NEWS & ANALYSIS

Economic justice doesn’t require racial classification

Cilliers Brink says race-based policies continue to undermine SA's interests

Speech delivered by Cilliers Brink MP in a debate about non-racialism and social cohesion in the National Assembly on 19 November 2020. 

Today the meaning of non-racialism is contested, but the Democratic Alliance (DA) believes that it shouldn’t be.

If South Africa is an open society then non-racialism must mean exactly what it says:

That this society will not assign rights and duties to people based on race.

That the law and the state will not treat individuals as group representatives.

That nobody will be subjected to the degrading practice of racial classification.

We are either an open society, or we are a tribalistic society.

We can’t pretend to be an open society, and hope to share in the economic benefits that have historically acquired to such societies, while hanging onto the tenants of tribalism.

Neither is tribalism a cure for economic injustice and exclusion.

Apartheid was a form of institutionalised tribalism.

What Verwoerd tried to do was freeze in time and space the divisions, prejudices and economics of the 19th century, even as the ground was shifting beneath his feet.

Not only did the system of racial classification and discrimination deny individual freedom and agency, it also denied the economic interests that people have in common across lines and bars of colour.

Today the ANC’s argument is that to undo the harm of apartheid we need to re-trace its steps, including using racial classification and race-based policy.

Many people outside of politics – in business, the professions and academia – have come to accept this idea of racialism while calling it non-racialism.

But the contradiction is starting to show.

Here in post-apartheid South Africa a Cape Town advocate who happens to be black and female cannot serve on the Legal Practice Council because the quota for her group has been exceeded.

A netball team has to stop playing and forfeit a match because for a moment there were too many black players on the court.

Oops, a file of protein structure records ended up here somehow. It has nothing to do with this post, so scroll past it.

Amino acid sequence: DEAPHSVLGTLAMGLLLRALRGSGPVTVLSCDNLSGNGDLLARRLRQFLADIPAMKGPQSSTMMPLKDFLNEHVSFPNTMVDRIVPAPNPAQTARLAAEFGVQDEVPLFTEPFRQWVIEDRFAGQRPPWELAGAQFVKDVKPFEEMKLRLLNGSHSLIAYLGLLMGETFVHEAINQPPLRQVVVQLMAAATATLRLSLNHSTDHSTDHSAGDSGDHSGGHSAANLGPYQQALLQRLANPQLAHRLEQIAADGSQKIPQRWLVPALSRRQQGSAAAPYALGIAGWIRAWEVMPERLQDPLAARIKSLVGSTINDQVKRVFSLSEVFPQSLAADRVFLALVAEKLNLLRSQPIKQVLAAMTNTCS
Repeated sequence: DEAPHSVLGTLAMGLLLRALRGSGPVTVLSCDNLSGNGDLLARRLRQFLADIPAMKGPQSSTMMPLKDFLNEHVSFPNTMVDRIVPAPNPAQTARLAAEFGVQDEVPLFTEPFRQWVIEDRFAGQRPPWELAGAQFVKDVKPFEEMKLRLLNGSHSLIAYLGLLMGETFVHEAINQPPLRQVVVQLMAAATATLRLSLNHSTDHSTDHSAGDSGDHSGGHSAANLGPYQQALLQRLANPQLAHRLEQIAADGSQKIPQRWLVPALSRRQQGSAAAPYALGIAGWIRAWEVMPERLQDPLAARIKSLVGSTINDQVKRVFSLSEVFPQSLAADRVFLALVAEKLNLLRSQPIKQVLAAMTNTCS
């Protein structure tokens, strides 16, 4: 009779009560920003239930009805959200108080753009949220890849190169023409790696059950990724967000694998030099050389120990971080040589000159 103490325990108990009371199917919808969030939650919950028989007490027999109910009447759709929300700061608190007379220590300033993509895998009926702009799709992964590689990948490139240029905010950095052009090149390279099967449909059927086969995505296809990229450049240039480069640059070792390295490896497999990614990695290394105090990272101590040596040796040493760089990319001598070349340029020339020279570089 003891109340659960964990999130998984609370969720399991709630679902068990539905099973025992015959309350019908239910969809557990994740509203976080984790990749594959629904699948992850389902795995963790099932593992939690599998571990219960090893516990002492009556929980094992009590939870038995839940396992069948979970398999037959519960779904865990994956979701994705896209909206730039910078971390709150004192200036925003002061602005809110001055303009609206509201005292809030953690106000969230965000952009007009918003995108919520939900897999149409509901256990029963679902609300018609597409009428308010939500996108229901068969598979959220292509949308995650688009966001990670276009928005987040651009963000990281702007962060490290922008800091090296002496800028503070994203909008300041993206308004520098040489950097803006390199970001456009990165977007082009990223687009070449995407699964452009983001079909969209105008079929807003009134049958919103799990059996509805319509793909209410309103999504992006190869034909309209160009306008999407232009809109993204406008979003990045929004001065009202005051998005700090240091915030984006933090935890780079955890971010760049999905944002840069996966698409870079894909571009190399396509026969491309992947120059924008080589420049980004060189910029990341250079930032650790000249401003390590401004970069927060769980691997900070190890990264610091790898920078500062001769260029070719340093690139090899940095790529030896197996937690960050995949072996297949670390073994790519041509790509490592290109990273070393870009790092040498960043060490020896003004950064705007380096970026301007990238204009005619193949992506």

Companies that want to do business with government are disqualified from even placing bids because too many of their shareholders come from racial minorities.

This happens at a time when municipalities and other organs of state need all of the skills and expertise they can procure to keep the lights on and the water flowing.

Other examples of where shared South African interests are undermined by racial policies abound, from purges of engineers at Eskom to an empowerment partner in a state contract being appointed on the recommendation of a cabinet minister.

These policies and laws don’t achieve redress.

They divide South Africans, destroy social capital and in fact undermine the ability of the state to play a developmental role.

They try to freeze in time and space the divisions, the prejudices and the ideology of a bygone era, even as the ground is shifting beneath our feet.

The DA proposes an alternative.

We believe that the choice between non-racialism and redress is a false one.

We can be a society that rejects race-based policy and a society that fights for economic justice and inclusion.

Redress policies do not require people to tick an “African” box or “coloured” box, or any other box, in order to be effective.

If we look at people’s circumstances we can get a far better impression of actual disadvantage.

Using non-racial redress policy, we can measure our progress against human development goals.  

This will break the exclusionary pattern of a small elite being benefitted over and over to the exclusion of those who are really in need.

The last point is about cohesion, something we can nurture if leaders stopped treating life in this country as if it were a racial zero-sum game.

Broad social cohesion - across different groups and classes - has significant economic benefits.

When people trust each other, care for each other and feel a shared sense of destiny they sacrifice more and invest more instead of constantly hedging their bets about the future.

Recently California, the most diverse of the United States, voted in record numbers for two propositions. First, to elect Joe Biden as president. Second, to uphold a constitutional ban on racial discrimination, whether such discrimination be of a positive or negative nature.

We can’t compare ourselves to California in every respect, but maybe as one open society to another they send an important message about the meaning of non-racialism.

Cilliers Brink MP
DA Deputy Shadow Minister of Cooperative Governance & Traditional Affairs